Monday, October 26, 2009

Monday Morning Quote: A. Alvarez on Doneness

As someone who writes prose for a living and poems when I get lucky, I assure you that the two activities are curiously different. No matter how many times you rewrite prose or how easily it seems to read when you are done with it, prose is never quite finished. There is always a word ill-chosen or out of place, a repetition you missed, an adjective that could be cut, a comma that should have been a semicolon—something to set your teeth on edge when you reread it later in cold print. Poems don't work like that. They are as intricate as the giant locks on a bank vault: each one of the dozens of tumblers has to click into place before the door will swing open. A poem, I mean, isn't finished until every word is precisely weighted and precisely placed, and if the poet is serious, he knows, to his sorrow, when he has it wrong and it won't let him rest. Once he's got it right, however, he knows with equal certainty that there is nothing more to be done; he has produced something that, for the time being, is as near perfect as he can make it. And that is a satisfaction worth sweating for.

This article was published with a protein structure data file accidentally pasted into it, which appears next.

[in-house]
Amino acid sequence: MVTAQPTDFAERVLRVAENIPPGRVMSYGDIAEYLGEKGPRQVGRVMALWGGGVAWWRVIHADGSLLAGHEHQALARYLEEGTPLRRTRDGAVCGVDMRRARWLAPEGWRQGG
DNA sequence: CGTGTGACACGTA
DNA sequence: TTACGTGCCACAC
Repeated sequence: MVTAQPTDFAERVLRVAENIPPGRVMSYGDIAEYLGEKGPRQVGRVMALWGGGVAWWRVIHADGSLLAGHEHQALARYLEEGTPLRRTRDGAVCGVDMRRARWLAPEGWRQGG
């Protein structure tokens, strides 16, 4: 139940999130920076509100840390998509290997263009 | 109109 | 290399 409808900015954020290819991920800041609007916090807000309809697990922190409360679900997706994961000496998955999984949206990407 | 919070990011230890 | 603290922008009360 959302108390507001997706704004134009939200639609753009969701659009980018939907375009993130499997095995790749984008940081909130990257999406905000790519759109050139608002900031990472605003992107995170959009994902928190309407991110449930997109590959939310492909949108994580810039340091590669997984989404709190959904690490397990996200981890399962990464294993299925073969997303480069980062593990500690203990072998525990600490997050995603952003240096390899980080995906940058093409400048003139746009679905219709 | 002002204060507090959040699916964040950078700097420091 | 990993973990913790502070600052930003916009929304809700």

—A. Alvarez, The Writer's Voice


Kevin said...

That was so perfect.

Julie said...

What Kevin said.

Or, to improve on it, "That was perfect."

Okay, now this comment is really done.